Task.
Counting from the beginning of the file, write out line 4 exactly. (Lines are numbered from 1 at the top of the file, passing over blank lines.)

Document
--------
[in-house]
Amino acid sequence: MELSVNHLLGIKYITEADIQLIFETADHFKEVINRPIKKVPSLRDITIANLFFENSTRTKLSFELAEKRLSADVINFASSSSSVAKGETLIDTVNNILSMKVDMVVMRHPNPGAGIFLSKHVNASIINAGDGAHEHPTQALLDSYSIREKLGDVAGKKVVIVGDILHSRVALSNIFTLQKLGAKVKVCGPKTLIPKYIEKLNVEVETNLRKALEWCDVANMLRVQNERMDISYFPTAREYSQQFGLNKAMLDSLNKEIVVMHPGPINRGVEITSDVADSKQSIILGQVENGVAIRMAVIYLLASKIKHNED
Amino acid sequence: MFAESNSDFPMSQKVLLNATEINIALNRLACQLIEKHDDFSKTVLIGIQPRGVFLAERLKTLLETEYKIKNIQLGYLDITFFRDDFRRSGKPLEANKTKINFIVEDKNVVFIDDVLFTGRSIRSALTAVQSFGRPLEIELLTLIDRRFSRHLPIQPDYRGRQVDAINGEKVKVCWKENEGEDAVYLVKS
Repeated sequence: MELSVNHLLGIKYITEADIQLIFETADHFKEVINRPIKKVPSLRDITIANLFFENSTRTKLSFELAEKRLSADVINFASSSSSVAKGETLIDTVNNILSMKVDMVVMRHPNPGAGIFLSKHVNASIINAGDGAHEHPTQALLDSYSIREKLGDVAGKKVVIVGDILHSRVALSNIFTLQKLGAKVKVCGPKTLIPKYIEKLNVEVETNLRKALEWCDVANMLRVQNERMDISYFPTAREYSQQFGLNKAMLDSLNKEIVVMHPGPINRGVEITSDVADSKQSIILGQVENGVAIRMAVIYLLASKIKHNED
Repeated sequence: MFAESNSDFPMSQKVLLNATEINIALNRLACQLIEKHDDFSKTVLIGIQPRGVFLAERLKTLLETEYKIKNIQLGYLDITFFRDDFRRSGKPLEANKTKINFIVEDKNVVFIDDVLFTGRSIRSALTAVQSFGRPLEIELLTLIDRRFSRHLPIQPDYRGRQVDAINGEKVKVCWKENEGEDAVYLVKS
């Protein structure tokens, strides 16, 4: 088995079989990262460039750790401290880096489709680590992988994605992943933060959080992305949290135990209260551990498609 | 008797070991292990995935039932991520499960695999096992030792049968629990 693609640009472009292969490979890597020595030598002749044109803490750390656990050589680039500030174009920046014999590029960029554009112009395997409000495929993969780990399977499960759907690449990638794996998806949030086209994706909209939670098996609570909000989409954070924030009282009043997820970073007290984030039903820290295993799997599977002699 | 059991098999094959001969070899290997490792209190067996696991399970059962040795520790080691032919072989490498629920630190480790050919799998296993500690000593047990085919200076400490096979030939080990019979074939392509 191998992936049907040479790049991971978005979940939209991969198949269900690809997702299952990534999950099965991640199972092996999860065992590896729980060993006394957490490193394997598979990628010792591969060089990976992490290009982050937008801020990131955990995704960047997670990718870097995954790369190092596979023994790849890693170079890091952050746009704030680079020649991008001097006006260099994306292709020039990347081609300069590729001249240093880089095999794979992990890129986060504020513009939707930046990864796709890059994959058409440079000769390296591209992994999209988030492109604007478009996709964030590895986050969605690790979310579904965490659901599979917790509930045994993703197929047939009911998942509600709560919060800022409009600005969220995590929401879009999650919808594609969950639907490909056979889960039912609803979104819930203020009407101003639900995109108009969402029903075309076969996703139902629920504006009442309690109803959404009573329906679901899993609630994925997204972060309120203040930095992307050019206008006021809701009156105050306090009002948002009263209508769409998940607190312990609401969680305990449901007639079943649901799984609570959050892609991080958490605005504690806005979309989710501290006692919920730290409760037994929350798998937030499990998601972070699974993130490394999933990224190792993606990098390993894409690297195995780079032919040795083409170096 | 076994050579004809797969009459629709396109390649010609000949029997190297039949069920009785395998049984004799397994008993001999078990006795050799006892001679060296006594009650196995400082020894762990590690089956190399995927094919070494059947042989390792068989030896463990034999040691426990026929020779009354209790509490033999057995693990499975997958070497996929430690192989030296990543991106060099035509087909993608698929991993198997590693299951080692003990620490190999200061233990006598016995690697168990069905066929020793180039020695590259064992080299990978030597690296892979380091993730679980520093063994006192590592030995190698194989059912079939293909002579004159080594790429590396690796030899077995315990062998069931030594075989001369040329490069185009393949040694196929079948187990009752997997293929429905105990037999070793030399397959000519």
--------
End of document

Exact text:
Repeated sequence: MELSVNHLLGIKYITEADIQLIFETADHFKEVINRPIKKVPSLRDITIANLFFENSTRTKLSFELAEKRLSADVINFASSSSSVAKGETLIDTVNNILSMKVDMVVMRHPNPGAGIFLSKHVNASIINAGDGAHEHPTQALLDSYSIREKLGDVAGKKVVIVGDILHSRVALSNIFTLQKLGAKVKVCGPKTLIPKYIEKLNVEVETNLRKALEWCDVANMLRVQNERMDISYFPTAREYSQQFGLNKAMLDSLNKEIVVMHPGPINRGVEITSDVADSKQSIILGQVENGVAIRMAVIYLLASKIKHNED